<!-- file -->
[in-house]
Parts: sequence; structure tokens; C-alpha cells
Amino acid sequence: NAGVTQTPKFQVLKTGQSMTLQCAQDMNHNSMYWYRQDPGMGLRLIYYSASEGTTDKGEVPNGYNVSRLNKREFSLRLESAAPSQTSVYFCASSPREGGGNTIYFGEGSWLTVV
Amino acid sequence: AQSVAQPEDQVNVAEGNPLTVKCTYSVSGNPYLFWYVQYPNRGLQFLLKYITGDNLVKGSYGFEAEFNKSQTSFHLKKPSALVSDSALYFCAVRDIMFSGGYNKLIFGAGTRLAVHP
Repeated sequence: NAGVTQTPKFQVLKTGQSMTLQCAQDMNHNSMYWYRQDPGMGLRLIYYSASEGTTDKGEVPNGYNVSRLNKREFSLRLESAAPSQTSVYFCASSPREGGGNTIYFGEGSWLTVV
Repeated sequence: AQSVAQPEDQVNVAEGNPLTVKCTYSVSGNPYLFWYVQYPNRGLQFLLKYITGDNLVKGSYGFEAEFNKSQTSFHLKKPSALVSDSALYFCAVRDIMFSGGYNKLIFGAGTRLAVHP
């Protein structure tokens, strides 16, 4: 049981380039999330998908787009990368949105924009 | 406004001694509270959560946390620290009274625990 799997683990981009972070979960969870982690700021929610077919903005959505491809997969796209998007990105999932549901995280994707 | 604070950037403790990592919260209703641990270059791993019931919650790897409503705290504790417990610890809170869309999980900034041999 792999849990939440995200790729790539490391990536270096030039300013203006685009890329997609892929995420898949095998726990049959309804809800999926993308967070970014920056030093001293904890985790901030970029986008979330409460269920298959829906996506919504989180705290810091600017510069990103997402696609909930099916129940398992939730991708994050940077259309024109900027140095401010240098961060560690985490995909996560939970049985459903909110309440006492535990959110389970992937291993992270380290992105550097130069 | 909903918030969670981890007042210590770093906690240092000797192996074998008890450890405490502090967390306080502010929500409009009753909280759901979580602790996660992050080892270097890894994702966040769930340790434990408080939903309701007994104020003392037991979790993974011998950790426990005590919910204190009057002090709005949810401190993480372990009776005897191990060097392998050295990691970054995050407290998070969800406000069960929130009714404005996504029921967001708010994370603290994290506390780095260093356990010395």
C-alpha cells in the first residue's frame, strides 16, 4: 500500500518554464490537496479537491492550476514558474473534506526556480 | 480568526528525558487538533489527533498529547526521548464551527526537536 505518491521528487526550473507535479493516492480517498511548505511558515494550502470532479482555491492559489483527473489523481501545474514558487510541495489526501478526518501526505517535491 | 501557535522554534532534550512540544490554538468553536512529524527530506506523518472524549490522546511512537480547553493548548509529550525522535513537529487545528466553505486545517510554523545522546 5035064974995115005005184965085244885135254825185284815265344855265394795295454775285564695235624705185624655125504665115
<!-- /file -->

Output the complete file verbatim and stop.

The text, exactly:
[in-house]
Parts: sequence; structure tokens; C-alpha cells
Amino acid sequence: NAGVTQTPKFQVLKTGQSMTLQCAQDMNHNSMYWYRQDPGMGLRLIYYSASEGTTDKGEVPNGYNVSRLNKREFSLRLESAAPSQTSVYFCASSPREGGGNTIYFGEGSWLTVV
Amino acid sequence: AQSVAQPEDQVNVAEGNPLTVKCTYSVSGNPYLFWYVQYPNRGLQFLLKYITGDNLVKGSYGFEAEFNKSQTSFHLKKPSALVSDSALYFCAVRDIMFSGGYNKLIFGAGTRLAVHP
Repeated sequence: NAGVTQTPKFQVLKTGQSMTLQCAQDMNHNSMYWYRQDPGMGLRLIYYSASEGTTDKGEVPNGYNVSRLNKREFSLRLESAAPSQTSVYFCASSPREGGGNTIYFGEGSWLTVV
Repeated sequence: AQSVAQPEDQVNVAEGNPLTVKCTYSVSGNPYLFWYVQYPNRGLQFLLKYITGDNLVKGSYGFEAEFNKSQTSFHLKKPSALVSDSALYFCAVRDIMFSGGYNKLIFGAGTRLAVHP
């Protein structure tokens, strides 16, 4: 049981380039999330998908787009990368949105924009 | 406004001694509270959560946390620290009274625990 799997683990981009972070979960969870982690700021929610077919903005959505491809997969796209998007990105999932549901995280994707 | 604070950037403790990592919260209703641990270059791993019931919650790897409503705290504790417990610890809170869309999980900034041999 792999849990939440995200790729790539490391990536270096030039300013203006685009890329997609892929995420898949095998726990049959309804809800999926993308967070970014920056030093001293904890985790901030970029986008979330409460269920298959829906996506919504989180705290810091600017510069990103997402696609909930099916129940398992939730991708994050940077259309024109900027140095401010240098961060560690985490995909996560939970049985459903909110309440006492535990959110389970992937291993992270380290992105550097130069 | 909903918030969670981890007042210590770093906690240092000797192996074998008890450890405490502090967390306080502010929500409009009753909280759901979580602790996660992050080892270097890894994702966040769930340790434990408080939903309701007994104020003392037991979790993974011998950790426990005590919910204190009057002090709005949810401190993480372990009776005897191990060097392998050295990691970054995050407290998070969800406000069960929130009714404005996504029921967001708010994370603290994290506390780095260093356990010395």
C-alpha cells in the first residue's frame, strides 16, 4: 500500500518554464490537496479537491492550476514558474473534506526556480 | 480568526528525558487538533489527533498529547526521548464551527526537536 505518491521528487526550473507535479493516492480517498511548505511558515494550502470532479482555491492559489483527473489523481501545474514558487510541495489526501478526518501526505517535491 | 501557535522554534532534550512540544490554538468553536512529524527530506506523518472524549490522546511512537480547553493548548509529550525522535513537529487545528466553505486545517510554523545522546 5035064974995115005005184965085244885135254825185284815265344855265394795295454775285564695235624705185624655125504665115